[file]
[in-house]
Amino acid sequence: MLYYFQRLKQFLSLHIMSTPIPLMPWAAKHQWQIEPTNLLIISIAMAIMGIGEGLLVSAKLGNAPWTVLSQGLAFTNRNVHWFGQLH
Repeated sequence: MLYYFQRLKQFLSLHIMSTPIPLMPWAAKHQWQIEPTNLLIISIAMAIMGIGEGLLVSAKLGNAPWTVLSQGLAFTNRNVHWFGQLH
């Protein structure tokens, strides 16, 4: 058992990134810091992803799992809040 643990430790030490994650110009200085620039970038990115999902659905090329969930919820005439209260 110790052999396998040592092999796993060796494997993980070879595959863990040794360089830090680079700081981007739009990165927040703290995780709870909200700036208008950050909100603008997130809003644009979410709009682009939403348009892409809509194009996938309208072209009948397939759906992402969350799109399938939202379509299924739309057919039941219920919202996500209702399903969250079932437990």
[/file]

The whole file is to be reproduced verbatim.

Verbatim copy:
[in-house]
Amino acid sequence: MLYYFQRLKQFLSLHIMSTPIPLMPWAAKHQWQIEPTNLLIISIAMAIMGIGEGLLVSAKLGNAPWTVLSQGLAFTNRNVHWFGQLH
Repeated sequence: MLYYFQRLKQFLSLHIMSTPIPLMPWAAKHQWQIEPTNLLIISIAMAIMGIGEGLLVSAKLGNAPWTVLSQGLAFTNRNVHWFGQLH
């Protein structure tokens, strides 16, 4: 058992990134810091992803799992809040 643990430790030490994650110009200085620039970038990115999902659905090329969930919820005439209260 110790052999396998040592092999796993060796494997993980070879595959863990040794360089830090680079700081981007739009990165927040703290995780709870909200700036208008950050909100603008997130809003644009979410709009682009939403348009892409809509194009996938309208072209009948397939759906992402969350799109399938939202379509299924739309057919039941219920919202996500209702399903969250079932437990």